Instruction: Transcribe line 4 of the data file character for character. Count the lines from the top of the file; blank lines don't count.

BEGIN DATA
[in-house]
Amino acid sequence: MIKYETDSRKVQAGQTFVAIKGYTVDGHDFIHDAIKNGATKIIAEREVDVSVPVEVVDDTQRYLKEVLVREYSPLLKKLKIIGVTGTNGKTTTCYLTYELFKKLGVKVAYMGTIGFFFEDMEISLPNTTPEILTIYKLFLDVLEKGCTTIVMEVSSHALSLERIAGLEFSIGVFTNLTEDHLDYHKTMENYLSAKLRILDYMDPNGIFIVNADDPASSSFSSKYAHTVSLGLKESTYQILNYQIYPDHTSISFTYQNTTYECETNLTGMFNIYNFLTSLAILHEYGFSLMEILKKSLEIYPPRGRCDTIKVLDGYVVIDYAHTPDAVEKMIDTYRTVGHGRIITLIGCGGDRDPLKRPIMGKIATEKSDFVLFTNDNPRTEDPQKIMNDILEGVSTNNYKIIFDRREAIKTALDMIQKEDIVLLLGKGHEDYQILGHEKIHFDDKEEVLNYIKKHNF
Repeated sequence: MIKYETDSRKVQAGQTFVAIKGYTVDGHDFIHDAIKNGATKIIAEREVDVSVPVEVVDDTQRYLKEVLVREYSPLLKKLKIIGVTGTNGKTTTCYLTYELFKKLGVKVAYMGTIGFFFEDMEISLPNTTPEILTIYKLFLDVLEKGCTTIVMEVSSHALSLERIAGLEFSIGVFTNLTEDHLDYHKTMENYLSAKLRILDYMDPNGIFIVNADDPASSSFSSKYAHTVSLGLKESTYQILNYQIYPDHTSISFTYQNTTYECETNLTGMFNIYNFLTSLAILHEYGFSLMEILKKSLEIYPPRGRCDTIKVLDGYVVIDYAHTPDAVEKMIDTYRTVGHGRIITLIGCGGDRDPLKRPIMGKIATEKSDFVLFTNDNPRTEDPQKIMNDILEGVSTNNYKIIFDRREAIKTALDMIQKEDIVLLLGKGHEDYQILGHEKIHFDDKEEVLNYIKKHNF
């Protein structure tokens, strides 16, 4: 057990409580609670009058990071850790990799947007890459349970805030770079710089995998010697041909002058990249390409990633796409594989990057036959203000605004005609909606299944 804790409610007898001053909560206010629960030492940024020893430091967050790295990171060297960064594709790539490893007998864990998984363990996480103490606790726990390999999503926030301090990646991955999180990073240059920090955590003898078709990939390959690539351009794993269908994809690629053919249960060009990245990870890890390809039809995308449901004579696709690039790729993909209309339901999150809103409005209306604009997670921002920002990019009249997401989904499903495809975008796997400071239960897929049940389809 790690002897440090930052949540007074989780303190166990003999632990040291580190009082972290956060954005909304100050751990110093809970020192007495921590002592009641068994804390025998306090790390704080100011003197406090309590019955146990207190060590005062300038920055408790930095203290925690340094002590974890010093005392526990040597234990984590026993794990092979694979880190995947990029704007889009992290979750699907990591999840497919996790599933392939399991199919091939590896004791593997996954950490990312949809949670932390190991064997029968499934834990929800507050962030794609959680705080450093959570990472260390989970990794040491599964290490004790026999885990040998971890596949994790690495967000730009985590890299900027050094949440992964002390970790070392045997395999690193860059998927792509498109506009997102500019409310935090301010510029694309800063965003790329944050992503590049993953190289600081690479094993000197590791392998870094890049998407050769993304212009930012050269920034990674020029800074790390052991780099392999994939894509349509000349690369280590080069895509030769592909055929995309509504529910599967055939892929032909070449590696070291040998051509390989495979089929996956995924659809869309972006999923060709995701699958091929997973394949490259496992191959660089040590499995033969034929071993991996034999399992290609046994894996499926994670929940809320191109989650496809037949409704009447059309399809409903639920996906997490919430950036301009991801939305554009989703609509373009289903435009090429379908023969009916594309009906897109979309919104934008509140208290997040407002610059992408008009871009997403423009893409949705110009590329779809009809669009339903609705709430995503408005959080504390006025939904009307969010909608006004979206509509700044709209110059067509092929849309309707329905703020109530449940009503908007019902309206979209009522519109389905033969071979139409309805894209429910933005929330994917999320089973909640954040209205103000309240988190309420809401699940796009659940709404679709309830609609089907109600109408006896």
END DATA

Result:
């Protein structure tokens, strides 16, 4: 057990409580609670009058990071850790990799947007890459349970805030770079710089995998010697041909002058990249390409990633796409594989990057036959203000605004005609909606299944 804790409610007898001053909560206010629960030492940024020893430091967050790295990171060297960064594709790539490893007998864990998984363990996480103490606790726990390999999503926030301090990646991955999180990073240059920090955590003898078709990939390959690539351009794993269908994809690629053919249960060009990245990870890890390809039809995308449901004579696709690039790729993909209309339901999150809103409005209306604009997670921002920002990019009249997401989904499903495809975008796997400071239960897929049940389809 790690002897440090930052949540007074989780303190166990003999632990040291580190009082972290956060954005909304100050751990110093809970020192007495921590002592009641068994804390025998306090790390704080100011003197406090309590019955146990207190060590005062300038920055408790930095203290925690340094002590974890010093005392526990040597234990984590026993794990092979694979880190995947990029704007889009992290979750699907990591999840497919996790599933392939399991199919091939590896004791593997996954950490990312949809949670932390190991064997029968499934834990929800507050962030794609959680705080450093959570990472260390989970990794040491599964290490004790026999885990040998971890596949994790690495967000730009985590890299900027050094949440992964002390970790070392045997395999690193860059998927792509498109506009997102500019409310935090301010510029694309800063965003790329944050992503590049993953190289600081690479094993000197590791392998870094890049998407050769993304212009930012050269920034990674020029800074790390052991780099392999994939894509349509000349690369280590080069895509030769592909055929995309509504529910599967055939892929032909070449590696070291040998051509390989495979089929996956995924659809869309972006999923060709995701699958091929997973394949490259496992191959660089040590499995033969034929071993991996034999399992290609046994894996499926994670929940809320191109989650496809037949409704009447059309399809409903639920996906997490919430950036301009991801939305554009989703609509373009289903435009090429379908023969009916594309009906897109979309919104934008509140208290997040407002610059992408008009871009997403423009893409949705110009590329779809009809669009339903609705709430995503408005959080504390006025939904009307969010909608006004979206509509700044709209110059067509092929849309309707329905703020109530449940009503908007019902309206979209009522519109389905033969071979139409309805894209429910933005929330994917999320089973909640954040209205103000309240988190309420809401699940796009659940709404679709309830609609089907109600109408006896």